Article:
In 2006, Nadine Basha and her fellow travelers put an initiative on the ballot to raise the tax on cigarettes by 80 cents a pack and to create a a committee that would spend the money instead of putting it in the general fund to be spent by the legislature.
The scheme is obviously Unconstitutional--the state's Constitution defines legislative powers and doesn't allow a private group to collect tax revenue and spend the funds as it sees fit. But let's set the legality aside for a moment and focus on practicality. How did the plan work? The answer is badly...
It turns out that if you collect $400 million in tax revenue and give it to a private group to spend it as they see fit...they are going to bog down and leave much of it unspent and much of what they do manage to spend will be sent to organizations that...(surprise) are represented on the committee.
The Republic's Pat Kosan has interesting coverage here.
Among the many criticisms lawmakers have about First Things First, three seem to rise to the top: They say that the agency is sitting on too much unused money, that it is rife with conflicts of interest and that the grants have not been fairly distributed, with half the money going to only a few organizations.
I find the irony to be quite sweet. The intelligentsia love to portray the legislature as being filled with knuckle draggers, so they created a Committee of enlightened souls to bypass legislature...and it bogged down in confusion and financial conflicts of interest.
The program has other problems as well. The "First things First" program may be unconstitutional and ineffective, but at least it's Regressive. Cigarette taxes fall disproportionately on the poor, but the services that are funded by First things First are provided primary to the middle class. I know that seems strange, but the poor already qualify for these types of services, so the incremental tax came from poor people and the incremental services went to middle class people.
(When liberals complain that Arizona's tax system is regressive, remind them that it's regressive because of high sales and "sin" taxes. Then ask them if they supported First things First, or Mayor Gordon's sales tax on food.)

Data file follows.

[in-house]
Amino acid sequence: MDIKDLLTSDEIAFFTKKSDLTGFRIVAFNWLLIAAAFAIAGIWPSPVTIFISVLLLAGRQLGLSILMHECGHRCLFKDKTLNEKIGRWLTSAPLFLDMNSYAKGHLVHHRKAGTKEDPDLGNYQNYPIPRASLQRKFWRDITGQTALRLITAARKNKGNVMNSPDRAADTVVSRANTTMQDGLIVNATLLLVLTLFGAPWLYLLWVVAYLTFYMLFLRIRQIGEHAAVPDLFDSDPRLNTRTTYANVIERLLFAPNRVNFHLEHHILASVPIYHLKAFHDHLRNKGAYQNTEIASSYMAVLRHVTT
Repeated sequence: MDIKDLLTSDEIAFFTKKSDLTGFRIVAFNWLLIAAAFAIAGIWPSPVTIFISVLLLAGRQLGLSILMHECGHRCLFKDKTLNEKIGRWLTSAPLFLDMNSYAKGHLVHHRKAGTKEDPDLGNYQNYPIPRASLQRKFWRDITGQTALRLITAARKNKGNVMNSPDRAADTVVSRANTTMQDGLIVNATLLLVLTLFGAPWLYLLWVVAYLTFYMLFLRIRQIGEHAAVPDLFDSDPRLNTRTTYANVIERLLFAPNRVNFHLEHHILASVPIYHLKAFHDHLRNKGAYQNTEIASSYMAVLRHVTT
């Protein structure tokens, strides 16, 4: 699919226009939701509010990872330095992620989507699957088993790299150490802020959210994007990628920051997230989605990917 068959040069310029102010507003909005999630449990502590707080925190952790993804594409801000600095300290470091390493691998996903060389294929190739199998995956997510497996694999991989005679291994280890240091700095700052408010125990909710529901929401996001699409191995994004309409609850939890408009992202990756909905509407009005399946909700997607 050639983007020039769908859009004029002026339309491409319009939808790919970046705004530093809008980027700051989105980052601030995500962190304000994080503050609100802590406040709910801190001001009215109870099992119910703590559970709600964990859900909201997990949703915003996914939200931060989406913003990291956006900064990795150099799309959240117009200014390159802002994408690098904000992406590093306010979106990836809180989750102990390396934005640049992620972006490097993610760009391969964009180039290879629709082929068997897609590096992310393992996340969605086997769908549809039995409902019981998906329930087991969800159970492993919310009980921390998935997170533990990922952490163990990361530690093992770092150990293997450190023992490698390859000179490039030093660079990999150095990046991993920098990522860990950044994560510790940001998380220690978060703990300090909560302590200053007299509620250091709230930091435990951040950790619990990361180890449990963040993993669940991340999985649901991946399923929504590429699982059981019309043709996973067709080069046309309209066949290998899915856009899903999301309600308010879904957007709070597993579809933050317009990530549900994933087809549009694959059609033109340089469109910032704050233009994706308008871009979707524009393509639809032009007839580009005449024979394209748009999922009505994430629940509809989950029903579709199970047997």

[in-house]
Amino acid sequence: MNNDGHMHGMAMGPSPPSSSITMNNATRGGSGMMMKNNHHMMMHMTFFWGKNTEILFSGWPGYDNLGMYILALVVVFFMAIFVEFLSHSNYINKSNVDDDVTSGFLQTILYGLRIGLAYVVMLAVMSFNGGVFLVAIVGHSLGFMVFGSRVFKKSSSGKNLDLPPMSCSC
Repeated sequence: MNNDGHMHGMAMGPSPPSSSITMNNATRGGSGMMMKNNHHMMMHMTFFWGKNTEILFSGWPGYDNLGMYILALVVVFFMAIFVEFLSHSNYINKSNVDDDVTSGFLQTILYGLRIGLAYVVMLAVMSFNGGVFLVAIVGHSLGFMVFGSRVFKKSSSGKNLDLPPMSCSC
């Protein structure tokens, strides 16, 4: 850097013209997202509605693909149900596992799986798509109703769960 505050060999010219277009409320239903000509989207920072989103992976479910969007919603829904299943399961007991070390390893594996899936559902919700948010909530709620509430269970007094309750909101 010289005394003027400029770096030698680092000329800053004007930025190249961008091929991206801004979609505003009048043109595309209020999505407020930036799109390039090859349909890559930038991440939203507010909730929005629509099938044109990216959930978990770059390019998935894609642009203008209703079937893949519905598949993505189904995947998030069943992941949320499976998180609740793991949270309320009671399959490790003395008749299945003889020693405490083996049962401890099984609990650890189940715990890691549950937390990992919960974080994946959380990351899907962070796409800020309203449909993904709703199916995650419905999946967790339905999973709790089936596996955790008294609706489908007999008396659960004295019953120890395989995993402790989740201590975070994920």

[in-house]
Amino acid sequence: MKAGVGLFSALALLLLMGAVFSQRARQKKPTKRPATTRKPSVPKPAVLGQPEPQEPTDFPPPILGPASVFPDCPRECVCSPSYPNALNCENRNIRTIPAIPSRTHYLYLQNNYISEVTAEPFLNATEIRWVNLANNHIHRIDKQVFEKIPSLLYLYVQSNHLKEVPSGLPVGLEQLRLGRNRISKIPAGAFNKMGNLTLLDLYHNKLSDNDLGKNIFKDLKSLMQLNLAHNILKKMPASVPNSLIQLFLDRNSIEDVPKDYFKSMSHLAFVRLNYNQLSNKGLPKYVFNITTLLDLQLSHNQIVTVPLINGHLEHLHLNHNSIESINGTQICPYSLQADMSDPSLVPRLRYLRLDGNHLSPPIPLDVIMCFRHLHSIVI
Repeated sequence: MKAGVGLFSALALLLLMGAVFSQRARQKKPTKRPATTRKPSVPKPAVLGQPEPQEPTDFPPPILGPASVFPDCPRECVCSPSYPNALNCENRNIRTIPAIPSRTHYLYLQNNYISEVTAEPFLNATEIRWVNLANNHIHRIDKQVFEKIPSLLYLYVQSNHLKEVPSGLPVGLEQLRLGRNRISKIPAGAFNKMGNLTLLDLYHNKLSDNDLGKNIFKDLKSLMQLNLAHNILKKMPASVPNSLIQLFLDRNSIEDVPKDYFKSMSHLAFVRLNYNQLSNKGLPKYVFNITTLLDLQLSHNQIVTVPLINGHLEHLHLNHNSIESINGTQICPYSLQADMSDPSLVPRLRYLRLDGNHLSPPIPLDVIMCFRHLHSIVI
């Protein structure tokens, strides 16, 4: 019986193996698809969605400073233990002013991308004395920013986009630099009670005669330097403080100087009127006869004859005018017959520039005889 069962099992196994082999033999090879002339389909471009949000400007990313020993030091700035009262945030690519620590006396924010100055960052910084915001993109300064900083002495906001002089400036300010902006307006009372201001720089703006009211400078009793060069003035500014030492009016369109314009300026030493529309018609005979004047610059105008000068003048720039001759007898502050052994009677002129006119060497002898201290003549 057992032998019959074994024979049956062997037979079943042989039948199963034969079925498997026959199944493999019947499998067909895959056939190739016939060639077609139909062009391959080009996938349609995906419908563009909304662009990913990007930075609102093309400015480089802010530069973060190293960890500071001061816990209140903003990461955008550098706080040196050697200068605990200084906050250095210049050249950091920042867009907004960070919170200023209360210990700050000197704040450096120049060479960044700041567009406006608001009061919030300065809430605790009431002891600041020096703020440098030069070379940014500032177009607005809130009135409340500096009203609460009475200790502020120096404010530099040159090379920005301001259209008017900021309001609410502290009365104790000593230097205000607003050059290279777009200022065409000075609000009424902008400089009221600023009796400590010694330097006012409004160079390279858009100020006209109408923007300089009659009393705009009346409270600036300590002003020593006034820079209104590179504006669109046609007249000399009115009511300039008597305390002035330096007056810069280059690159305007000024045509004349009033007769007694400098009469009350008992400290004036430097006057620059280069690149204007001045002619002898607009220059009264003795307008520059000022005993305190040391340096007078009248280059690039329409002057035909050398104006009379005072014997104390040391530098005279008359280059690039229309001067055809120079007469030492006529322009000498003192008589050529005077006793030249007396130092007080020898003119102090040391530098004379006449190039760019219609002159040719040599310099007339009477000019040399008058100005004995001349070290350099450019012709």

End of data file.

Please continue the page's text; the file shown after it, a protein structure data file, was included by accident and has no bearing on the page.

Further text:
Legislators are tired of the games and put Prop 302 on the ballot in an effort to fold the "First things First" money into the state's general fund. Naturally, supporters are unhappy with the prospect of having to defend their failed program and they are even more unhappy with the wording that the Legislative Committee used to describe the program.
You see "First things First" isn't actually the name of the initiative, it was the slogan on the campaign signs. The real name of the program is the"Arizona Early Childhood Development and Health Program." And when the Legislature put the repeal on the ballot, they used the official name--just like it was on the ballot in 2006. Supporters cried foul and want the ballot to talk about "First Things First."
But the Judge isn't buying it.
Oberbillig said the wording crafted by a committee of lawmakers is "sufficiently neutral, non-argumentative, accurate and impartial as to not be misleading.'' And that, he said, is all the law requires.
So what's next? Well, despite their bankruptcy, I'm sure the Bashas will manage to cough up a few hundred thousand dollars to run a campaign to try to save their unconstitutional, ineffective and regressive program. After all, the Bashas are liberal icons for the lifetime of Charitable giving that they have provided to the community...contributions that will be offset a hundred fold by the defaulted debts that they leave with their vendors.
I recognize that times are hard, so if you are a political consultant and you want to try to rescue Nadine Basha's failed "First Things First" program, I won't fault you--but make sure you get paid up front.